However, when he took his helmet off, my heart did a flip. His hair hung in dark waves just over his shirt collar. Then he turned those baby blues on me, and I was a goner.

He swung off the motorcycle and stood before me—head and shoulders taller than me, and my heart started break-dancing in my chest while butterflies filled my stomach.

“You must be Callie. I’m Wade Carson.”

His oh-so-smooth voice rolled over me like a refreshing summer rain. “Uh, yeah, I’m Callie.”

“I hope you don’t mind riding on my bike?” He quirked an eyebrow at me.

I looked at the motorcycle then back to him and cleared my throat. “No, that’s fine. I mean, you just rode it, how far to get here, and you arrived safely.” I released a nervous giggle.

He chuckled. “It was a forty-five minute drive, and don’t worry, I’m a careful driver. I have an extra helmet.” He moved back to the bike, lifted a helmet from the far side, and held it out to me.

I moved closer, took the helmet and inspected the bike. I didn’t see any handholds for the passenger. I looked into his blue eyes. “What am I supposed to hold onto?”

“Me.” He winked and grinned, displaying two deep dimples.

I forced myself not to fan my hand in front of me, but this was so not what I expected from a dating service. I thought only desperate losers resorted to sign up with dating services. “Okay.”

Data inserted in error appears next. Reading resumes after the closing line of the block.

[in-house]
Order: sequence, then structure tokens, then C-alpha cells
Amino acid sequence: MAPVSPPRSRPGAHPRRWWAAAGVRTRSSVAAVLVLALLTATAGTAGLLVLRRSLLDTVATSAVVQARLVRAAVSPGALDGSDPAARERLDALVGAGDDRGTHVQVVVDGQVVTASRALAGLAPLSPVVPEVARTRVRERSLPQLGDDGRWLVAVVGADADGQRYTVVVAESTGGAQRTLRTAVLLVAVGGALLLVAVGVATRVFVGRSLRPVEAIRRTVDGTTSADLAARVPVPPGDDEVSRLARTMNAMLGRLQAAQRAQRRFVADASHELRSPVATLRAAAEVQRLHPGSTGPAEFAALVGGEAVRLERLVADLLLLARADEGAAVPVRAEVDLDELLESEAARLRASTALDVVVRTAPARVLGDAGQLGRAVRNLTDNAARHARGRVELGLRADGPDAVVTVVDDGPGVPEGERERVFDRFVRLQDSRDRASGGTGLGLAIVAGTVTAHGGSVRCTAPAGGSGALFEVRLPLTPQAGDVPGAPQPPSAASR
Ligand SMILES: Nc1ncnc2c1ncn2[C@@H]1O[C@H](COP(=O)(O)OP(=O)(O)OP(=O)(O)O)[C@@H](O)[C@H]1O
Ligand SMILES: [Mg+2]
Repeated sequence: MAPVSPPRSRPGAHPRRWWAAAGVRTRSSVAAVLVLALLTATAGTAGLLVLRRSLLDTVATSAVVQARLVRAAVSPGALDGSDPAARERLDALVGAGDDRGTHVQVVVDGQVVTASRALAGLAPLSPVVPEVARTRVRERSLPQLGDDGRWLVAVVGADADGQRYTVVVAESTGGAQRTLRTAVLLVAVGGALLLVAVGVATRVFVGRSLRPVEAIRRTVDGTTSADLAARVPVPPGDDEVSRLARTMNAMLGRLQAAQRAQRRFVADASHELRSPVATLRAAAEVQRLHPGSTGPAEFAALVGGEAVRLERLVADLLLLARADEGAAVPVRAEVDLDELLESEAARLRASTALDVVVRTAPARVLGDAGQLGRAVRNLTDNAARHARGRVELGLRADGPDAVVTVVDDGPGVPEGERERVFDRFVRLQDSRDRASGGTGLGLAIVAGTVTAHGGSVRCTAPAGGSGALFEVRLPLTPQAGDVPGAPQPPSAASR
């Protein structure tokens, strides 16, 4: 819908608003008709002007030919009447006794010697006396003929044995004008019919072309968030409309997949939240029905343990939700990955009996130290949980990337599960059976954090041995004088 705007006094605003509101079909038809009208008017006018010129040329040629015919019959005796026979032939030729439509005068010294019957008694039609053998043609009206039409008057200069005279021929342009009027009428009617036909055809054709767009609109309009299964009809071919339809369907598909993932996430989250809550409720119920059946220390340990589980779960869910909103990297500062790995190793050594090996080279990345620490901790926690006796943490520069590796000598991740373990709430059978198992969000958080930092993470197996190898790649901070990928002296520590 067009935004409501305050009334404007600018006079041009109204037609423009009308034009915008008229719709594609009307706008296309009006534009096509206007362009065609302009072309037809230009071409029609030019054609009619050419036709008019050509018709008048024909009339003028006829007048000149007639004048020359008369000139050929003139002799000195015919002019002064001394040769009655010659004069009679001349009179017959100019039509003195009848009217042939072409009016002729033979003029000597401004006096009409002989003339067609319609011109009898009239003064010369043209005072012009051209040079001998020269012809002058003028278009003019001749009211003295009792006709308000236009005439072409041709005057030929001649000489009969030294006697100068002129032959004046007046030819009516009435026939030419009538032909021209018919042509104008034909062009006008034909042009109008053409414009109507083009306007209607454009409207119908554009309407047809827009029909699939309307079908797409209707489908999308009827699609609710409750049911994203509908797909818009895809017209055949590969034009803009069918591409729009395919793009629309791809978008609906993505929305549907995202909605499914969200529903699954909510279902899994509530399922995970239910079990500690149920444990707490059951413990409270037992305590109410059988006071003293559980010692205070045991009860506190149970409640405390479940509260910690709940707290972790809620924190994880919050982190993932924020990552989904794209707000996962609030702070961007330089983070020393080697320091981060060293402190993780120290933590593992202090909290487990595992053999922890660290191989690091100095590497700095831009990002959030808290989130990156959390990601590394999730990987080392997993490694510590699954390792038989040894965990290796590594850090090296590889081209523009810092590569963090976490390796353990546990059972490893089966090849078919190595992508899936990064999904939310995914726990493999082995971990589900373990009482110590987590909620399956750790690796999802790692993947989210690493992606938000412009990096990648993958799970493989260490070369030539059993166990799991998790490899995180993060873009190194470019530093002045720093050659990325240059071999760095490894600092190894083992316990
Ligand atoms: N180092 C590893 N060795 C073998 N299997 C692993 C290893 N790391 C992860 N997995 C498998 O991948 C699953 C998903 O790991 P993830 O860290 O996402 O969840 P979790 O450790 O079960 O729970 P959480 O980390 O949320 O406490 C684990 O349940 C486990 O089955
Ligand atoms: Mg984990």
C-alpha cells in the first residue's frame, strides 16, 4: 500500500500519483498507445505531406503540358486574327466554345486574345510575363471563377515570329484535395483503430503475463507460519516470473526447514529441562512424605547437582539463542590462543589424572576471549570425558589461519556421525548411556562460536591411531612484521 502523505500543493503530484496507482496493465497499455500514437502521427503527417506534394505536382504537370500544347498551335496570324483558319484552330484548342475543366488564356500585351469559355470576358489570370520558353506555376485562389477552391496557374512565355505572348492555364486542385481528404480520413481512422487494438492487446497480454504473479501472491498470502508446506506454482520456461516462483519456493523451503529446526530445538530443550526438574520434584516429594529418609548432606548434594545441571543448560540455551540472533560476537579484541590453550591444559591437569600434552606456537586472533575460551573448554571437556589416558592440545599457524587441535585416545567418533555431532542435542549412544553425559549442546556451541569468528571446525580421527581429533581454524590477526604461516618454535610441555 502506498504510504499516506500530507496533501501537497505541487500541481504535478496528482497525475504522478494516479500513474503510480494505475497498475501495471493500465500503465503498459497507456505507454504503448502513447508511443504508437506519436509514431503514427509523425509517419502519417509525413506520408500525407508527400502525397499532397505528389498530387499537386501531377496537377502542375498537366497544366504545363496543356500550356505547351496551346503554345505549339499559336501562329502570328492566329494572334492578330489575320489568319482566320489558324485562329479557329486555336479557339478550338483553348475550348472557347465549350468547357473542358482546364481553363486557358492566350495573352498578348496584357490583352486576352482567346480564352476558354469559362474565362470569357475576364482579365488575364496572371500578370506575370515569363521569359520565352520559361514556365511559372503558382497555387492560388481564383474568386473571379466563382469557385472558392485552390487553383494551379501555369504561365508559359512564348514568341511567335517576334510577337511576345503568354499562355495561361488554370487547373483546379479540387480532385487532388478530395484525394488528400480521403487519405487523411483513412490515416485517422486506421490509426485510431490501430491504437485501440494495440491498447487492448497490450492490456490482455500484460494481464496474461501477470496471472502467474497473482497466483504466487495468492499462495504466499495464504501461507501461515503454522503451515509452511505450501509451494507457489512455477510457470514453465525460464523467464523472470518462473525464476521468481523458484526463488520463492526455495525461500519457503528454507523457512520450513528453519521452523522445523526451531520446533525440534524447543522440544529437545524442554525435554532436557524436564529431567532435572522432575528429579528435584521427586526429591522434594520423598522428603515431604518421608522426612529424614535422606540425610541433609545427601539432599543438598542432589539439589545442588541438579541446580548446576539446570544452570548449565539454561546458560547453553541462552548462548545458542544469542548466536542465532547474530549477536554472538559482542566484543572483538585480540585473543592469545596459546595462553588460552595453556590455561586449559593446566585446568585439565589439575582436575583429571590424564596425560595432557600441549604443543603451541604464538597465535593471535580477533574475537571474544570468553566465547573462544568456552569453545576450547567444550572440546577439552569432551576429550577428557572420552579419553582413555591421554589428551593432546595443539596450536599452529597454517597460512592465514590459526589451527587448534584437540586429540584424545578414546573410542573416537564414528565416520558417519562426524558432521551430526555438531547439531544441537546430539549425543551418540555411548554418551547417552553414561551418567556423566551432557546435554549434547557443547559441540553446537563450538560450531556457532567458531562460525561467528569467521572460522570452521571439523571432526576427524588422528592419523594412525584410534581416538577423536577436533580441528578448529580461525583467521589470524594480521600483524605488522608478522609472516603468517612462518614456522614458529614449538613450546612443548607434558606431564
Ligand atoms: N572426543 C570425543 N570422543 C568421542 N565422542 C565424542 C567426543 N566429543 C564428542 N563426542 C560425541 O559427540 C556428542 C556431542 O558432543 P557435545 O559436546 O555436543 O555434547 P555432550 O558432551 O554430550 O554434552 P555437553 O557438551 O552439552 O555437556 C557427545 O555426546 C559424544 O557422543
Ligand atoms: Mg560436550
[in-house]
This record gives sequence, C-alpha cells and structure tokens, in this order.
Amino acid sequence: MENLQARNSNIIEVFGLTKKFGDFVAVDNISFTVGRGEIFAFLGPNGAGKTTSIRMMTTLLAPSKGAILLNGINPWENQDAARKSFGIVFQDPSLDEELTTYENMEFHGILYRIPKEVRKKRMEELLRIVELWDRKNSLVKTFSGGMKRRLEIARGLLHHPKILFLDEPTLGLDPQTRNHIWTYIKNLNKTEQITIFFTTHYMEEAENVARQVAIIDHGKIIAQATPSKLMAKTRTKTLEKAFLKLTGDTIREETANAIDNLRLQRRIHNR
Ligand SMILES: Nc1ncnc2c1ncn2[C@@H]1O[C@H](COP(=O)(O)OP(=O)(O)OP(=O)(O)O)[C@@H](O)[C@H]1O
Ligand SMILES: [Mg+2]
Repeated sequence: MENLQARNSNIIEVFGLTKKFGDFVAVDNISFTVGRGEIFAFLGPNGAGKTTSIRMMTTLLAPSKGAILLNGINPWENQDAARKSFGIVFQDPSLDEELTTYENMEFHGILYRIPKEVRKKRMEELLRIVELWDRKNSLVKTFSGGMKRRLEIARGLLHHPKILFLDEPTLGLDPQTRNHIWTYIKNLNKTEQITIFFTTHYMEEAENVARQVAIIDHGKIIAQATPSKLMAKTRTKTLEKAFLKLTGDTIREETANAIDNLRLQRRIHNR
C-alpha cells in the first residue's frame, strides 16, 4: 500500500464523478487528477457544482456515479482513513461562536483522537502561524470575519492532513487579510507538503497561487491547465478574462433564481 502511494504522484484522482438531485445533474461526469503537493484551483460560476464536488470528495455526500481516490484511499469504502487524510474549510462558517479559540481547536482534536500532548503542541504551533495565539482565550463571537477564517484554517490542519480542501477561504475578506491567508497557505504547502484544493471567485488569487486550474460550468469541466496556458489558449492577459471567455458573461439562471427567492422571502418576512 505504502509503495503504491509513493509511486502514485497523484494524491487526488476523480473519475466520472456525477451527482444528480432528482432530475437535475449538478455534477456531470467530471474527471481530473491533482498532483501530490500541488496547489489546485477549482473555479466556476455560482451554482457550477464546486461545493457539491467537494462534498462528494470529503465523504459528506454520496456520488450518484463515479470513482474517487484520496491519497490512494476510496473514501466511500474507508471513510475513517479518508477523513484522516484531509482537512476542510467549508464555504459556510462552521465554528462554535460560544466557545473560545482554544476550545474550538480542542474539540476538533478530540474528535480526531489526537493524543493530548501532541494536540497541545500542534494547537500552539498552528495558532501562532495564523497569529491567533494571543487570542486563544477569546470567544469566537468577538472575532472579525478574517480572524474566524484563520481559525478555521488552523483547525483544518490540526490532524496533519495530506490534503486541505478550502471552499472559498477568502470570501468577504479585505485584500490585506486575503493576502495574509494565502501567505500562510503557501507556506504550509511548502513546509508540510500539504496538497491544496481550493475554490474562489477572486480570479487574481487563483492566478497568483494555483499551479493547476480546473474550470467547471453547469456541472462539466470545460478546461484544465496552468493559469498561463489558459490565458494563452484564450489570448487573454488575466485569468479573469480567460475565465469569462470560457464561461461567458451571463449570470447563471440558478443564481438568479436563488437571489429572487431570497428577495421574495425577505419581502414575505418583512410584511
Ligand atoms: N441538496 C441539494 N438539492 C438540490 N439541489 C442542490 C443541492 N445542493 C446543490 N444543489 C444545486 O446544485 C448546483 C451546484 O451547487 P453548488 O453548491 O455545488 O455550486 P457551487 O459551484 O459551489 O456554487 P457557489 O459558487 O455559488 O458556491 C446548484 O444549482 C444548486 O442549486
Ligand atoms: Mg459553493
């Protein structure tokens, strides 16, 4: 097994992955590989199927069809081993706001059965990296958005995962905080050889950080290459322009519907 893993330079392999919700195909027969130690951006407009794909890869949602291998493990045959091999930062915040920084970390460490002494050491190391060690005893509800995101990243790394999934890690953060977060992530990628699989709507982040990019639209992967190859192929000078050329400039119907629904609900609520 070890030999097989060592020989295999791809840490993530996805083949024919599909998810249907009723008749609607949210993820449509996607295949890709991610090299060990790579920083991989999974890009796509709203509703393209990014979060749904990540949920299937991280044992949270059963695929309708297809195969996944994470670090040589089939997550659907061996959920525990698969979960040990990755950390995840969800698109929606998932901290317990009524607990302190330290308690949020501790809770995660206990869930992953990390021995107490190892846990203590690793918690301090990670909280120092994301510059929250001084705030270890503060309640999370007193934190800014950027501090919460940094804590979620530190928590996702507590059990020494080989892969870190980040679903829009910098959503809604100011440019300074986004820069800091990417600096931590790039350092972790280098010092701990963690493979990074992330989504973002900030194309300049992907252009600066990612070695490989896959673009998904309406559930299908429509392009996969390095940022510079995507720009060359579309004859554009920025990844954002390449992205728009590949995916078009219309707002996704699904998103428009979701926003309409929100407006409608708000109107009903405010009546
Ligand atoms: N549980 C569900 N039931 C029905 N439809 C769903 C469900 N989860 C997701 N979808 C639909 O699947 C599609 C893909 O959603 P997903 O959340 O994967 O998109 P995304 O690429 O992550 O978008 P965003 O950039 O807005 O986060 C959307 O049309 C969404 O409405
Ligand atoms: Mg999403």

He helped me strap the helmet under my chin, then swung his arm in an arc, inviting me to get on the motorcycle. When I was seated, he swung his leg over and took his position in front of me.

“When we go around a turn, the bike will lean. Lean into the turn, otherwise we may tip over.”

I nodded.

He started the bike, pulled out of the driveway and onto the road, and I placed my hands on his sides.

We attended a matinee showing of the movie “Mask” that starred Cher, and if I’d known it was going to make me cry, I would’ve suggested something else. I tried to keep my sniffling to a minimum, but Wade reached over, took my hand in his, and rubbed the back of it with his thumb.

After the movie, we went for pizza.

“So if you read my profile, I guess you know I work in construction. Job foreman, actually. And you write for a magazine?”

“Yeah. I’m one of the feature writers. I pretty much get to pick and choose what stories I want to write.” My curiosity getting the better of me, had me blurting out the question I’d been dying to know the answer to. “So why did you sign up with the dating service?”

“I was having trouble meeting women who were more than just a pretty package.”

So does that mean I’m more than a pretty package or something other than a pretty package?

“Have you gone out with many women through the dating service?”

“A few.” His eyes bored into mine.

I became uncomfortable under his scrutiny and was the first to look away.

We left the pizza shop and he took me home. He walked me to the door, stood close, and looked down at me.

When he bent closer, I took a step back and put a hand on his chest. “I don’t kiss on the first date.”

He put one hand on my hand on his chest, and took my other hand in his but never broke eye contact. “When can I see you again?”

“I’m available next Saturday.”

He dropped one of my hands, grasping the one on his chest in both of his and raised it to his lips. He kissed each finger, then the back of my hand. “I’ll see you next Saturday.”

I walked into my apartment, leaned against the door, and sighed certain that Wade Carson with his dimples and baby blues would be first and foremost in my mind the entire week.